Without a doubt, credit card information is becoming one of the prime targets of criminals who use rogue programs to capture consumer account information.
In June 2005, MasterCard International announced that the security of as many as 40 million cardholder accounts, including those of Visa, American Express Co. and Discover Financial Services, had been compromised.
Criminals infiltrated CardSystems Solutions Inc.'s systems using a computer virus (see "Will 40 Million Accounts Be the Final Straw?" The Green Sheet, July 11, 2005, issue 05:07:01). Not long before that, retailers Polo Ralph Lauren and DSW Shoe Warehouse suffered embarrassing lapses that exposed consumer accounts.
The consumer data breach problem has grown to the point where government regulators are likely to step in.
In June 2005, BJ's Wholesale Club agreed to settle Federal Trade Commission (FTC) charges that "its failure to take appropriate security measures to protect the sensitive information of thousands of its customers was an unfair practice that violated federal law."
The chairman of the FTC, Deborah Platt Majoras, threw down the gauntlet with the declaration, "Consumers must have the confidence that companies that possess their confidential information will handle it with due care and appropriately provide for its security.
"This case demonstrates our intention to challenge companies that fail to protect adequately consumers' sensitive information."
The FTC has asked Congress to "consider whether companies that hold sensitive consumer data, for whatever purpose, should be required to take reasonable measures to ensure its safety. Such a requirement could extend the FTC's existing Gramm-Leach Bliley Act Safeguards Rule to companies that are not financial institutions."
The Safeguards Rule currently requires financial institutions "to implement reasonable physical, technical and procedural safeguards to protect customer information."
Each company, no matter what its role in the financial card processing chain, should have its security measures reviewed and take all appropriate steps to prevent access to consumer information.
Some might ask, won't the acquirers establish mechanisms to protect merchants? Maybe to some degree they will, but the fact is that those organizations will mostly work on protecting themselves.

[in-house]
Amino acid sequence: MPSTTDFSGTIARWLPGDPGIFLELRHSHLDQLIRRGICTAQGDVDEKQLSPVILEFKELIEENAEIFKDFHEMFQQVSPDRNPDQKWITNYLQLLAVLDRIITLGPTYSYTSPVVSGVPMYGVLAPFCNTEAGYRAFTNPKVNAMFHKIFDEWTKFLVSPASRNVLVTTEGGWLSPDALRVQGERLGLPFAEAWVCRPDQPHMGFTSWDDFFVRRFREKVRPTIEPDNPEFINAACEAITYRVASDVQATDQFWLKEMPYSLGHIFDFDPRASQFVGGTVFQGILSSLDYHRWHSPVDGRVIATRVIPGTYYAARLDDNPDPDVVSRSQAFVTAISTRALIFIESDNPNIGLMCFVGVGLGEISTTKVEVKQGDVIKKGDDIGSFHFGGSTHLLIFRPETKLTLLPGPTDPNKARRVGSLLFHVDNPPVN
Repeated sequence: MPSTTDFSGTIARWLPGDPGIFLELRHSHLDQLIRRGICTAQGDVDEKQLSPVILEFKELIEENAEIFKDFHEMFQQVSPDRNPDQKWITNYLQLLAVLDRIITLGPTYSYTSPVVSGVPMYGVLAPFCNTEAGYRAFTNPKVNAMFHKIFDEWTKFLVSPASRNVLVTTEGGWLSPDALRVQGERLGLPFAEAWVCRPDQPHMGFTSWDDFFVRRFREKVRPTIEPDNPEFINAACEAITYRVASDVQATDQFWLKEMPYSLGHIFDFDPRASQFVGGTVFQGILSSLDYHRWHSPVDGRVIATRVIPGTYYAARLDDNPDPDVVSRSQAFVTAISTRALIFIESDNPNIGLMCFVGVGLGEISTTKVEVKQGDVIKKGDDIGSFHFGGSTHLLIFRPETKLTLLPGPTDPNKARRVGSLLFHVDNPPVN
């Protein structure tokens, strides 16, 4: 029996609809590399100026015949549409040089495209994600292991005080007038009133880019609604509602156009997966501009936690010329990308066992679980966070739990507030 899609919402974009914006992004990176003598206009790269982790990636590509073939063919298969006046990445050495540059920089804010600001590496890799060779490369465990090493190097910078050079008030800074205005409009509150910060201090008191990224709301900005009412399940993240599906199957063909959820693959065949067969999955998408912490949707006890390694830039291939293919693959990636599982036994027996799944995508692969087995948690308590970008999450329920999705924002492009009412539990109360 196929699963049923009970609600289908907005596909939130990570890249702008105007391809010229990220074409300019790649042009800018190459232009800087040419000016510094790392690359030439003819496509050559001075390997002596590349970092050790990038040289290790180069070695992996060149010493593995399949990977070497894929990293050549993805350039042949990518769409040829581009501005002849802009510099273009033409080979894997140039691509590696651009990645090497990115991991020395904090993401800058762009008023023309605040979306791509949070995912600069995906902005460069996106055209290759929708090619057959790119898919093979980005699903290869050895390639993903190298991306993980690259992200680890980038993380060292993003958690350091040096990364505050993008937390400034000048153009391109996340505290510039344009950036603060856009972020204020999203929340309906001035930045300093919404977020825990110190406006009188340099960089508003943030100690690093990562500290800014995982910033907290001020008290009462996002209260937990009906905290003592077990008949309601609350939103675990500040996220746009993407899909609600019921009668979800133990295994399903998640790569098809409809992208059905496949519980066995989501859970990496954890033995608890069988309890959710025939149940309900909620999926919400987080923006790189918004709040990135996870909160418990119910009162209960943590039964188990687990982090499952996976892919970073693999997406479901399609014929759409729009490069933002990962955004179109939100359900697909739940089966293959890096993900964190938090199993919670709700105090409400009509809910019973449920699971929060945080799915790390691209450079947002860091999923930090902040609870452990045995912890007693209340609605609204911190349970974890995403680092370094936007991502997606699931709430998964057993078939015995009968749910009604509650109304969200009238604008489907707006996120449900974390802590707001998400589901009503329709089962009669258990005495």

It should be fairly evident that the card Associations and financial institutions engaged in the payment processing chain are intensely focused on shielding themselves from future legal and financial liability. Just as with chargeback penalties, the pain in this industry tends to flow downhill to the organizations least able to afford it.
A Solution for the POS
VeriFone, working with security software leader McAfee Inc., developed McAfee VirusScan Mobile for Verix. The solution operates in the background and is transparent to the merchant. It automatically checks for updates, so the merchant's business is never interrupted. It includes software, download, support, virus detection and routine updates of virus profiles, and won't slow down payment processing.
Anti-virus protection for the POS is a logical extension of today's advanced IP- and multiapplication-capable terminals. It will provide ISOs, acquirers and merchants with the opportunity to take full advantage of the latest technology with the knowledge that their businesses will be secure.
Anti-virus provides protection against future potential threats to Internet connected POS systems using an immediate and consistent response and creating no disruption to business. Online offenders will always be on the lookout for new opportunities to spread viruses; we all need to stay ahead of them.
Scott Henry is Global Software Product Manager with VeriFone. Call him at 770-754-3467 or e-mail firstname.lastname@example.org .